Easy money allows you to have fun, move at your own pace, and use your natural abilities to make a big difference, entering flow states in your activities because everything comes so naturally to you. Easy money isn’t common, but it’s extremely worth it to find and build skills that make you money this way.

Easy money is how you build a fortune — and enjoy doing it.

Finding skills worth building and owning is simple: focus on the skills that make you easy money.

Best-selling author and marketer Seth Godin once wrote,

We’re all so busy doing our work that sometimes we fail to build a skill worth owning.

If you invest 100 hours in a rare skill, you’re likely to acquire it. If you could learn to sharpen a tool better than your peers, organize a high-performance database, see the nuances in some sector of cryptography, know how to build a pretty-good WordPress site or really understand the arc of a particular writer’s career, you’d have something of value. Something that anyone who was focused enough to invest 100 hours could have, but few will choose to commit to.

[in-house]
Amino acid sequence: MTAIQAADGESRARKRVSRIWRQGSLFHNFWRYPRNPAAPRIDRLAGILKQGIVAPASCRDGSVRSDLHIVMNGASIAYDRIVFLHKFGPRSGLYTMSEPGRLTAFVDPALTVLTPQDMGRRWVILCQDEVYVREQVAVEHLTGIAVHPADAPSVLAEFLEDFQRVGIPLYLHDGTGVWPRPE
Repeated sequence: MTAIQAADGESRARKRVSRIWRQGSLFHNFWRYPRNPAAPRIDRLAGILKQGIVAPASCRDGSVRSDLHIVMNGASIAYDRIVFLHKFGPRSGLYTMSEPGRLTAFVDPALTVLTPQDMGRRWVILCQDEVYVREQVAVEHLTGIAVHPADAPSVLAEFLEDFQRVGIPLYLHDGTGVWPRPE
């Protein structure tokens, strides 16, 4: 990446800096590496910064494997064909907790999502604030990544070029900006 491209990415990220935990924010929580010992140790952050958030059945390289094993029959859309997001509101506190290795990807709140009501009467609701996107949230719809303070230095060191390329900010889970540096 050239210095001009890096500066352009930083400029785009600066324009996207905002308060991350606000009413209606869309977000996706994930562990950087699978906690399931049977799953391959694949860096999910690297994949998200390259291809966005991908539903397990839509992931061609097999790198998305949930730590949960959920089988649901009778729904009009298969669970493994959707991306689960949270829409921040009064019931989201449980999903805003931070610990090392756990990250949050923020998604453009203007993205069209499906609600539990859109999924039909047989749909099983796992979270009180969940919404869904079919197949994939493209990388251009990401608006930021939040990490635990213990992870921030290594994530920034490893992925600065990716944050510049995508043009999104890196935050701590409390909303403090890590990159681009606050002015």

String together a few of those, or dig deep and develop a 1,000 hour asset and now you truly have something.

Making easy money actually isn’t that hard to learn; you can start with simply putting in about 100 hours into an in-demand rare skill. 100 hours? If you’re really committed, you could put in that time in a couple months. Then you could start charging for your services, and probably make 5x — 10x more income per hour than you’re making now.

  • How would that change your life?
  • What could you finally do if you started making 10x more income?
  • What if it only took you a couple of months to learn how to do that?
  • What’s stopping you?

Today, anyone can learn a new skill in record time. You can “pay your dues” 100x faster than your ancestors because you don’t need gatekeepers anymore. All the knowledge you require can be found for free, online.

All you need is to do the work.

Rapidly Speed Up the Learning Process By Investing in High-Level Mentors and Tougher Competition

In his best-selling book Outliers, Malcolm Gladwell described a fascinating phenomenon in professional Canadian hockey leagues — a large percentage of athletes were born in January.

Since the school year starts in January, young boys who were born earlier in the year were more physically developed than boys born later in the year, even if they were the same age (10 months is a big difference between seven-year-olds).